Parnasso in festa is Handel’s only serenata – an opera-like, but not necessarily staged, work written to celebrate a royal wedding. In this case, the subtitle … per li sponsali di Teti e Peleo, reveals that the libretto derives ultimately from the same source used by Cavalli and Rossini for their different works entitled Le nozze di Teti e di Peleo, the marriage of Thetis (sea nymph) and Peleus (Greek hero), the parents of Achilles. In Handel’s case, the god Apollo and various muses, nymphs and heroes celebrated the 1734 wedding of Anne, the Princess Royal to Prince William of Orange in the guise of Teti and Peleo. There is not a lot of what you might call plot, although Orfeo’s loss of Euridice is central to the otherwise joyous occasion. There are mythological vignettes, such as Daphne turning into a tree when pursued by Apollo, and the appearance of the royal couple was marked by their being festooned with pearls and mollusc shells, as befits the daughter of Nereus. Much of the music is recycled from Handel’s 1733 oratorio Athalia.

<i>Parnasso in festa</i> © Marcus Lieberenz
Parnasso in festa
© Marcus Lieberenz

This was one of director Sigrid T’Hooft’s wondrous witty creations, in which Baroque gesture, movement and dance, not to mention costume, are used to create glorious moving tableaux which are a perfect fit with the singing and the sounds emanating from the pit. The scenery, on the early 19th-century stage in the Goethestheater, Bad Lauchstädt, displayed the gloriously garbed personages – Apollo gleaming in gold, Clio in blue and white paniered silk and nursing an historic scroll – amongst the clouds. Eleven singers including seven soloists comprised the on-stage personnel, and two expert Baroque dancers.

The hunting scene was outstanding. To the sound of horns, the assembled throng pursued each other elegantly about the stage, holding dainty bows, arrows, tiny hunting horns and bits of old foxes and ermine things such as one’s aunties wore to weddings. The proceedings were then suspended for a half-time interval. The coro “Si parli ancor di tronfar” (We speak then of triumph, recognisable to those familiar with Athalia as “Bless the true church and save the king”) was almost too much fun in celebrating the royal couple with unbridled encomium.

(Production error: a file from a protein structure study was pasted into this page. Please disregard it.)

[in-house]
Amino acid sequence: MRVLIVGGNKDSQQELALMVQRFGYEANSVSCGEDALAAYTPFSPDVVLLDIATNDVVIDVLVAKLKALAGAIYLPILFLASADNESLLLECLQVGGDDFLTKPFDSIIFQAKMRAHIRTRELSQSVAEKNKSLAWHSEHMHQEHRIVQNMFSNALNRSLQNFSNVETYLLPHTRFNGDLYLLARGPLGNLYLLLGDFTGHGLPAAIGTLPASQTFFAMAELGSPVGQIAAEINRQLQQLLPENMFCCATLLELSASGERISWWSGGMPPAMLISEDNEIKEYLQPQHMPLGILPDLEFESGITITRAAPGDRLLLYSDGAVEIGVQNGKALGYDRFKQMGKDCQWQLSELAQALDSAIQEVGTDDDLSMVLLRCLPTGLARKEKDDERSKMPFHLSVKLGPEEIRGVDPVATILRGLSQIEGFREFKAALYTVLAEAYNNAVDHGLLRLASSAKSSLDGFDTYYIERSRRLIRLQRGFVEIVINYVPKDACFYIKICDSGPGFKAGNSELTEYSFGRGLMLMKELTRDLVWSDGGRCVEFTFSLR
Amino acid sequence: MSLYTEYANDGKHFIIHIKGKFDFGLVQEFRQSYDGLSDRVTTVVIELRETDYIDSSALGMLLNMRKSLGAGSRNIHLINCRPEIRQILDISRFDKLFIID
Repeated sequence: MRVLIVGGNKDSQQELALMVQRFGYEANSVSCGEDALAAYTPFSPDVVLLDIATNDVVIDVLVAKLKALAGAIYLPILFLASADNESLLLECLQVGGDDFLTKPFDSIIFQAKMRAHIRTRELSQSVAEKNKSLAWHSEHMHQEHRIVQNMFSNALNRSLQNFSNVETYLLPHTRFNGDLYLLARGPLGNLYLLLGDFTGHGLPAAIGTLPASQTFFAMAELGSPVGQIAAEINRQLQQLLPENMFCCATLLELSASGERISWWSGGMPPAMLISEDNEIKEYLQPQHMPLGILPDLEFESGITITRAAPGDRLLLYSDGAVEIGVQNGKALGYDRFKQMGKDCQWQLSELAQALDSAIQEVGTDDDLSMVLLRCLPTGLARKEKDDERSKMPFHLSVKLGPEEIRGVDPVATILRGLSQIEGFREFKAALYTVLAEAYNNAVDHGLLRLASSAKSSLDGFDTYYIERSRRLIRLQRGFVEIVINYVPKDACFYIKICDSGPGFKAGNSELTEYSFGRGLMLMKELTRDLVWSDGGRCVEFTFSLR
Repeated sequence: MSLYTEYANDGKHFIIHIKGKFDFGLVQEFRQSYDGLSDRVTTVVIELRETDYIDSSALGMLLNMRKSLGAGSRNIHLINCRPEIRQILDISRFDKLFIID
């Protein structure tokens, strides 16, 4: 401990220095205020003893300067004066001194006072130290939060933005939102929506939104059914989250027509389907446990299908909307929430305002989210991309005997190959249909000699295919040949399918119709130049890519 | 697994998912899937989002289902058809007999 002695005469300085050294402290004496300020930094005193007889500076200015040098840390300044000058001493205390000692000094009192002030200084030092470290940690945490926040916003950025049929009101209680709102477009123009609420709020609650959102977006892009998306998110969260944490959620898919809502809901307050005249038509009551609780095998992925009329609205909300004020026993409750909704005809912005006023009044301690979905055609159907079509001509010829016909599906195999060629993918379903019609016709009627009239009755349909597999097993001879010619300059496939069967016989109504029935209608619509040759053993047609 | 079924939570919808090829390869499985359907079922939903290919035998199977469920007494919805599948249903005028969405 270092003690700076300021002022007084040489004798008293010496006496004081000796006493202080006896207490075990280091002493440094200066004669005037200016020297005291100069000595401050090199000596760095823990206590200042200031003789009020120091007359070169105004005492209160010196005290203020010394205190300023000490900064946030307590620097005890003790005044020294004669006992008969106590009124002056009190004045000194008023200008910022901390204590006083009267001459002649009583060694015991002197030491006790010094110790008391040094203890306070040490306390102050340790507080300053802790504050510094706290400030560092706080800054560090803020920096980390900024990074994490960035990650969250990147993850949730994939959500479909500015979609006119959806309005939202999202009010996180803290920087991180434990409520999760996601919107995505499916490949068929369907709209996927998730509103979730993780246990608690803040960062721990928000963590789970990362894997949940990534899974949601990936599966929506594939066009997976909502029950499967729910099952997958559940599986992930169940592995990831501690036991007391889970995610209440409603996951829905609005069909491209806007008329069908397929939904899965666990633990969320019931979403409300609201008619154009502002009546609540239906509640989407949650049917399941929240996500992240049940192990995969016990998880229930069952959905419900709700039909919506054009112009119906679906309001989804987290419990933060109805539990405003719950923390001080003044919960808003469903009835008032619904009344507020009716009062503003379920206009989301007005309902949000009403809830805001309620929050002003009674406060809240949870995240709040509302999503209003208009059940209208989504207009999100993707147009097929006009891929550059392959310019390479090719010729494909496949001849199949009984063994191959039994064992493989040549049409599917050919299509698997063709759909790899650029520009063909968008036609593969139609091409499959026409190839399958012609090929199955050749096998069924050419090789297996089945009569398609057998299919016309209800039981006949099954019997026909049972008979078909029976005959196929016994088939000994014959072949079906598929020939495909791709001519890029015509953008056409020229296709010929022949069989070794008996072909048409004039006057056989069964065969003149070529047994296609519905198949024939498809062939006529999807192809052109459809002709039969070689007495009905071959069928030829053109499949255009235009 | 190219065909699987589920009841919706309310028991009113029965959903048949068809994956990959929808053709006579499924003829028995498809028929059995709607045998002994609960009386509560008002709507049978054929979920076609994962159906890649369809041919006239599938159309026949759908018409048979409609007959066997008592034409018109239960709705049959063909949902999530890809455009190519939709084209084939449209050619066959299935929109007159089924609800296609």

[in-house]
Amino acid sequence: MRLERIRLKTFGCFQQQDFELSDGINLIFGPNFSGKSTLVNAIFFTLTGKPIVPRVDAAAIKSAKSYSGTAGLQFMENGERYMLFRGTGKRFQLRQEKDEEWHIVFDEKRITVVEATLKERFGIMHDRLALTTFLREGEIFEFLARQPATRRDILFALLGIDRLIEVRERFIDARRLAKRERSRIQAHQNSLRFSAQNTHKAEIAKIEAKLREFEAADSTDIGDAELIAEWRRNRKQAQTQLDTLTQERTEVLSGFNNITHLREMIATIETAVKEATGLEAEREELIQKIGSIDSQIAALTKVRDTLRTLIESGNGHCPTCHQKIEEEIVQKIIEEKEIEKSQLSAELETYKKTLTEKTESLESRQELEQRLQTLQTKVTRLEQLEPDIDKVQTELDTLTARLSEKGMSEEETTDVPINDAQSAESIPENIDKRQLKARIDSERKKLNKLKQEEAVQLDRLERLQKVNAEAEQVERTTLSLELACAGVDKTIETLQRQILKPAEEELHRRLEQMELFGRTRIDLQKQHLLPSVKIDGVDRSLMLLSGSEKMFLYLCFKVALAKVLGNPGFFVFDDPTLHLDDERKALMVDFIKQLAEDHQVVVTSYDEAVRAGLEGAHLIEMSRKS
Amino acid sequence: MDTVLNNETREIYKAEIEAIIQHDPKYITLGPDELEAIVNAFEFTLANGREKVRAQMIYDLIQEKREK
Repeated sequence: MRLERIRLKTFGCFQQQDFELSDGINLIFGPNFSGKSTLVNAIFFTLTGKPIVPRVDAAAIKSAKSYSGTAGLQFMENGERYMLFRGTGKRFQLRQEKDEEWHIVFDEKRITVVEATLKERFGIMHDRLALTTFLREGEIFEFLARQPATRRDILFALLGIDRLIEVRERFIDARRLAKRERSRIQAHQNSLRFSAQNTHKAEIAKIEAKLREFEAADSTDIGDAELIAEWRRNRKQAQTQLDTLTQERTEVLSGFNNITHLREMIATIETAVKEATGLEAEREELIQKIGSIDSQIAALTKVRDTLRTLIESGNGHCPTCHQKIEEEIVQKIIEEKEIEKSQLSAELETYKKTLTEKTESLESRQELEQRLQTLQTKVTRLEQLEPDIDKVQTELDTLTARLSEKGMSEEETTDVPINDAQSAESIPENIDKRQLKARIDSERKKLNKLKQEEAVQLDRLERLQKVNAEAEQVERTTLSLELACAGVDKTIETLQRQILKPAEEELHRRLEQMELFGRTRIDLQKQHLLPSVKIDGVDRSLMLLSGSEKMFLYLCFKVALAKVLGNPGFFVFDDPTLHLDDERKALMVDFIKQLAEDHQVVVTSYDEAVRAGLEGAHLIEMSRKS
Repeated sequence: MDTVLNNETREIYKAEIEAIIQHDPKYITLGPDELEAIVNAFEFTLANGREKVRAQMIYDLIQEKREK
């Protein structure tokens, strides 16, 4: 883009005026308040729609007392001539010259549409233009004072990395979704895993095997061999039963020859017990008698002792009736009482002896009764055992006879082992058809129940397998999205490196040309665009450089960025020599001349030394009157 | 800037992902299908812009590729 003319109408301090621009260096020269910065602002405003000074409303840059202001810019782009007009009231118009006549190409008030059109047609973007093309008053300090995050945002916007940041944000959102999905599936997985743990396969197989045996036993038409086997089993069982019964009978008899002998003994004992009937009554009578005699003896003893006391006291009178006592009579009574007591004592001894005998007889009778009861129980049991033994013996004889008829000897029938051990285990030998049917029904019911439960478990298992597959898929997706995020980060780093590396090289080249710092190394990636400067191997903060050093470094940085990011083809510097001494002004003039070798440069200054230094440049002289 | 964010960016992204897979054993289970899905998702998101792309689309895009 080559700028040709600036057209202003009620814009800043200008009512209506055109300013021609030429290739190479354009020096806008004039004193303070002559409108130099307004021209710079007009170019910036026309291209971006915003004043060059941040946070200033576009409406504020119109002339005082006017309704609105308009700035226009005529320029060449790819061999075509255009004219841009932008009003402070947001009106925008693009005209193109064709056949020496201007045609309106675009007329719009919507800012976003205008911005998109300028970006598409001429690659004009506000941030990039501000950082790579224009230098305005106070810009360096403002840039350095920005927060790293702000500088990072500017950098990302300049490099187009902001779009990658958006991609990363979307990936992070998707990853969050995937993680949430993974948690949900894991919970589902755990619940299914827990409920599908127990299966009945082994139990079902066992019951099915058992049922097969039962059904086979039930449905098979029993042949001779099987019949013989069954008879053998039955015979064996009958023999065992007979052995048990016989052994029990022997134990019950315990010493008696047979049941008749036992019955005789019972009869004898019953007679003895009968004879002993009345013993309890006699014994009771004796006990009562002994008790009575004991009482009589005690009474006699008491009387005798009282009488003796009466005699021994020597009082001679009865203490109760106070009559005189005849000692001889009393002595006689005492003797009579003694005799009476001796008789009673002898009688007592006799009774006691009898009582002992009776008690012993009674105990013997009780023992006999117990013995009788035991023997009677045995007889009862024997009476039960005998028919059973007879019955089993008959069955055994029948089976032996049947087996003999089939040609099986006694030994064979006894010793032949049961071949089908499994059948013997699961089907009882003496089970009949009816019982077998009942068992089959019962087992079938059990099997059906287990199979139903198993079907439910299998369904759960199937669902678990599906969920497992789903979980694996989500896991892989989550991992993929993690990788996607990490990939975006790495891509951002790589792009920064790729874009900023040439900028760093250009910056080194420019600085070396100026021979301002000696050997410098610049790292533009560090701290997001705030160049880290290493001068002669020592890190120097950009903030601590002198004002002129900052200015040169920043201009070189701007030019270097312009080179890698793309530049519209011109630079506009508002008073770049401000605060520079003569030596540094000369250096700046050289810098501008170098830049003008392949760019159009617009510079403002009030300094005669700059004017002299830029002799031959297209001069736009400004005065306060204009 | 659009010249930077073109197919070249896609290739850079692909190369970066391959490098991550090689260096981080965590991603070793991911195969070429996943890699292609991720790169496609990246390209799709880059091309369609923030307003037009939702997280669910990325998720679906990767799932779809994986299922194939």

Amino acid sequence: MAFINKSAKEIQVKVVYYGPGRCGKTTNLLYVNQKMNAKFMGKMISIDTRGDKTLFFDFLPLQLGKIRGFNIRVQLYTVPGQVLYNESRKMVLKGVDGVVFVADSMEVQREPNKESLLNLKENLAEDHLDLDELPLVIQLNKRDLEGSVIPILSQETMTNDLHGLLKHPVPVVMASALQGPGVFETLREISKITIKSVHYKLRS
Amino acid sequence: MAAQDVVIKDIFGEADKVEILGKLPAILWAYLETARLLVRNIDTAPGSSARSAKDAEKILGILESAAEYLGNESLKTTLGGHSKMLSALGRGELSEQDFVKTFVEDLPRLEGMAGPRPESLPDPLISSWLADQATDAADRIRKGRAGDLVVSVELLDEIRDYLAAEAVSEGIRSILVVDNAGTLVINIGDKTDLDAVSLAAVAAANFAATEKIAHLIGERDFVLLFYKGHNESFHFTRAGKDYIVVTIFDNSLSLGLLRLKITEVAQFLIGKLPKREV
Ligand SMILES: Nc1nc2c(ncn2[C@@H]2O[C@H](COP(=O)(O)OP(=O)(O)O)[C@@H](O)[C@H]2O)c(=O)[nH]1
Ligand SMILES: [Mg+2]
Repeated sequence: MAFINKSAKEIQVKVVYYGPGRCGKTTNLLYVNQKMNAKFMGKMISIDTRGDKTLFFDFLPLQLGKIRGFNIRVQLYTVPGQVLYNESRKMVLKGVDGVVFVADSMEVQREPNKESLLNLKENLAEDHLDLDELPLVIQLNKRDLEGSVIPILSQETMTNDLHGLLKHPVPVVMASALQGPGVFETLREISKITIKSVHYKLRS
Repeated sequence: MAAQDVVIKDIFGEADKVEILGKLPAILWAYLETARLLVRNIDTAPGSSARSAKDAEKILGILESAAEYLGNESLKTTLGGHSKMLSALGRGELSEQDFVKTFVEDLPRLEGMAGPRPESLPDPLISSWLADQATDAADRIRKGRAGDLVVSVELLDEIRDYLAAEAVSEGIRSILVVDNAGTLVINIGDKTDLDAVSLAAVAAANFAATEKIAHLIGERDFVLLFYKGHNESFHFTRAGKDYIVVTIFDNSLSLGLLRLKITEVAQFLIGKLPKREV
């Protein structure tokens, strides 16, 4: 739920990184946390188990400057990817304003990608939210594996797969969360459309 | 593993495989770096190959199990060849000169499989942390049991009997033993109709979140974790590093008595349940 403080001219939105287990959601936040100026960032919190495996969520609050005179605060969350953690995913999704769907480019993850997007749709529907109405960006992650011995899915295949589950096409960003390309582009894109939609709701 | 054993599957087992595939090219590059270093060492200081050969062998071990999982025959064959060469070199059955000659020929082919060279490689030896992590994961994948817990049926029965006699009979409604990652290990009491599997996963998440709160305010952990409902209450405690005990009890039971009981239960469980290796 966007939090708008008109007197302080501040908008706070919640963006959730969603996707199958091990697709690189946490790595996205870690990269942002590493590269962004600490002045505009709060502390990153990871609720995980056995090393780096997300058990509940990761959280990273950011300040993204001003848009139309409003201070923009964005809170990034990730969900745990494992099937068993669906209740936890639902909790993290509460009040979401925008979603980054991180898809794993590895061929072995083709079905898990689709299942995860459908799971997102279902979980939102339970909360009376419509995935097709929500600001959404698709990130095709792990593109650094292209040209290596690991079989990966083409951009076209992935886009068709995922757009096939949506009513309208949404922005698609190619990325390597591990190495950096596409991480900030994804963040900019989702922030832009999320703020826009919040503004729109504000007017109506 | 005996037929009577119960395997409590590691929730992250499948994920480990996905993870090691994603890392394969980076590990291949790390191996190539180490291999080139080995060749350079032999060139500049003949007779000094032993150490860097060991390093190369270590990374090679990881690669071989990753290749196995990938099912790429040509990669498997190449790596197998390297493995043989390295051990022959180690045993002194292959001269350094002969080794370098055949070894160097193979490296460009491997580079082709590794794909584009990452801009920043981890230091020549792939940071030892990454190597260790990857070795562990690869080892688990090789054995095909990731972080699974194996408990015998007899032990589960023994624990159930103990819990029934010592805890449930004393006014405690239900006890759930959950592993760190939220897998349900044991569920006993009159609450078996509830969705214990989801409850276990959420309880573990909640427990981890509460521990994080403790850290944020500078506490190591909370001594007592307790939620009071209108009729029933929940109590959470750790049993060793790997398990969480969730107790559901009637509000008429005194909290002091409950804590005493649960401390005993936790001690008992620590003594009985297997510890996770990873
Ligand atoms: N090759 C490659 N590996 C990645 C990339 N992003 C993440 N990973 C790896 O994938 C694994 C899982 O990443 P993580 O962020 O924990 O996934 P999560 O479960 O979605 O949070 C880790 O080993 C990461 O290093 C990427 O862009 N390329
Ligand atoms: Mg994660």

<i>Parnasso in festa</i> © Marcus Lieberenz
Parnasso in festa
© Marcus Lieberenz

The Lautten Compagney Berlin were conducted on this occasion by Jörn Hinnerk Andresen, standing in for their usual Wolfgang Katschner. Mercifully, there were no added timpani, as in performances by this group in recent years. The overture was played with lively precision, and the band did good service in accompanying the singers throughout. There were very nice flute/recorder solos, especially in “Nel spiegar”. The choral singing was exemplary.

Before the commencement, we were begged our indulgence for countertenor (sopran) Riccardo Angelo Strano’s indisposition, but it was barely needed. As Apollo, he had the heaviest vocal load and was rarely offstage, obliged like the others to maintain a constant attention to pose and gesture. While one could detect that he might not have been singing to his full power and perhaps usual tessitura, nonetheless he carried the show, with warm unforced-sounding tone and impressive extended coloratura passages. Clio was sung by Hanna Herfuntner with cut-glass penetrating soprano voice and pretty and accurate fioriture.

<i>Parnasso in festa</i> © Marcus Lieberenz
Parnasso in festa
© Marcus Lieberenz

Another bright soprano with shinging high notes, Margriet Buchberger, took the role of Orfeo, bringing a layer of heartfelt sadness to the show, and spinning a spectacular cadenza in “Da sorgente rilucente”. Another countertenor, Georg A. Bochow, as Clori, was convincing in pink satin drag, baritone Elias Benito-Arranz was Marte (Mars), delivering “Del Nume Lieo” (aka “My vengeance awaits me”) with jovial resonant tone. Alto Julia Böhme was a fine Calliope and Aurélie Franck a pleasing Euterpe. Overall the successful presentation of such a work in such a way is a tribute to the whole ensemble. Only the most pure of purists would want to see every Handel opera presented in this way, but for the operas most susceptible to this sort of treatment (previous T’Hooft efforts include Amadigi and Imeneo both at Göttingen) it is a most refreshing and sustaining indulgence.

 

An earlier version of this review confused singers Margriet Buchberger and Hanna Herfuntner and the roles they sang. Many thanks to those who alerted us to this error, which has now been amended in our review and listing. [MP]